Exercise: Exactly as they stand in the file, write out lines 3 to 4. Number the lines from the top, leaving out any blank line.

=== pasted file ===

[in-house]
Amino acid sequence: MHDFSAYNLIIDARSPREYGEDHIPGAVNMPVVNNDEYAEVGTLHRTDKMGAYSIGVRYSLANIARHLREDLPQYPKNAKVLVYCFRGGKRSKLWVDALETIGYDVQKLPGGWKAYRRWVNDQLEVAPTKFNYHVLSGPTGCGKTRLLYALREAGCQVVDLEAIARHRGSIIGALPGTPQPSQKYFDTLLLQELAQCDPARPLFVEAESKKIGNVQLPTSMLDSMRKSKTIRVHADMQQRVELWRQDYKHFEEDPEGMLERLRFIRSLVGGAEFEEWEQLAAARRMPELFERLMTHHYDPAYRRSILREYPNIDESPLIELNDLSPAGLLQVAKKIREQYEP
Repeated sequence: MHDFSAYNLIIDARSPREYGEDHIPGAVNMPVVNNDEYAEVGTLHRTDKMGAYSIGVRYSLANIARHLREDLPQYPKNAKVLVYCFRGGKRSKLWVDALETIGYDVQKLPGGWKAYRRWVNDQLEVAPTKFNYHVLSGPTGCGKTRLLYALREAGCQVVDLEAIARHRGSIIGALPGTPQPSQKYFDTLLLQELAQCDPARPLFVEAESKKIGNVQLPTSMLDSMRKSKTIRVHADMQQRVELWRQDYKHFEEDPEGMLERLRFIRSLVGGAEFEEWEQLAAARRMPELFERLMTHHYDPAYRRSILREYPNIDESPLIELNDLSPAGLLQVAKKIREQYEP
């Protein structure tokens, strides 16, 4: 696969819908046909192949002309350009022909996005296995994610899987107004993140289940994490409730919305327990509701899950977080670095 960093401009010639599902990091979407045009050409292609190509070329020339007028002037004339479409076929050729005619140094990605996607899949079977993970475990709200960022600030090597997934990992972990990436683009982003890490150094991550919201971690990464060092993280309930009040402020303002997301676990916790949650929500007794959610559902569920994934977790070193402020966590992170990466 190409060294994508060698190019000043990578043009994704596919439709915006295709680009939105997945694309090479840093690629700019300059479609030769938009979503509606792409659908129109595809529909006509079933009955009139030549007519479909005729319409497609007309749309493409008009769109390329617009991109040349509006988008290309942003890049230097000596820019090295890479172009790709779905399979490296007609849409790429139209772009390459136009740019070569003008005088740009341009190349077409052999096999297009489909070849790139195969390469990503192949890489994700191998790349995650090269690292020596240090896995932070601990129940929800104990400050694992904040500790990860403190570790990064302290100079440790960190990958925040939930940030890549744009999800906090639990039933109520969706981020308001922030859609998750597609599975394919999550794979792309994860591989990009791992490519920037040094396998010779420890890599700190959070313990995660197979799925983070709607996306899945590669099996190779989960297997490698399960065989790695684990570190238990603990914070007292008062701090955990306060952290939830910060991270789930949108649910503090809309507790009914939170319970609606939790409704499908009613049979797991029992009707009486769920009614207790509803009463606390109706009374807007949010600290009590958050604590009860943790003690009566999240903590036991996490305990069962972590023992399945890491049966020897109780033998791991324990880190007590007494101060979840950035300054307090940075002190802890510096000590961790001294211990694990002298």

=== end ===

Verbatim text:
Repeated sequence: MHDFSAYNLIIDARSPREYGEDHIPGAVNMPVVNNDEYAEVGTLHRTDKMGAYSIGVRYSLANIARHLREDLPQYPKNAKVLVYCFRGGKRSKLWVDALETIGYDVQKLPGGWKAYRRWVNDQLEVAPTKFNYHVLSGPTGCGKTRLLYALREAGCQVVDLEAIARHRGSIIGALPGTPQPSQKYFDTLLLQELAQCDPARPLFVEAESKKIGNVQLPTSMLDSMRKSKTIRVHADMQQRVELWRQDYKHFEEDPEGMLERLRFIRSLVGGAEFEEWEQLAAARRMPELFERLMTHHYDPAYRRSILREYPNIDESPLIELNDLSPAGLLQVAKKIREQYEP
């Protein structure tokens, strides 16, 4: 696969819908046909192949002309350009022909996005296995994610899987107004993140289940994490409730919305327990509701899950977080670095 960093401009010639599902990091979407045009050409292609190509070329020339007028002037004339479409076929050729005619140094990605996607899949079977993970475990709200960022600030090597997934990992972990990436683009982003890490150094991550919201971690990464060092993280309930009040402020303002997301676990916790949650929500007794959610559902569920994934977790070193402020966590992170990466 190409060294994508060698190019000043990578043009994704596919439709915006295709680009939105997945694309090479840093690629700019300059479609030769938009979503509606792409659908129109595809529909006509079933009955009139030549007519479909005729319409497609007309749309493409008009769109390329617009991109040349509006988008290309942003890049230097000596820019090295890479172009790709779905399979490296007609849409790429139209772009390459136009740019070569003008005088740009341009190349077409052999096999297009489909070849790139195969390469990503192949890489994700191998790349995650090269690292020596240090896995932070601990129940929800104990400050694992904040500790990860403190570790990064302290100079440790960190990958925040939930940030890549744009999800906090639990039933109520969706981020308001922030859609998750597609599975394919999550794979792309994860591989990009791992490519920037040094396998010779420890890599700190959070313990995660197979799925983070709607996306899945590669099996190779989960297997490698399960065989790695684990570190238990603990914070007292008062701090955990306060952290939830910060991270789930949108649910503090809309507790009914939170319970609606939790409704499908009613049979797991029992009707009486769920009614207790509803009463606390109706009374807007949010600290009590958050604590009860943790003690009566999240903590036991996490305990069962972590023992399945890491049966020897109780033998791991324990880190007590007494101060979840950035300054307090940075002190802890510096000590961790001294211990694990002298």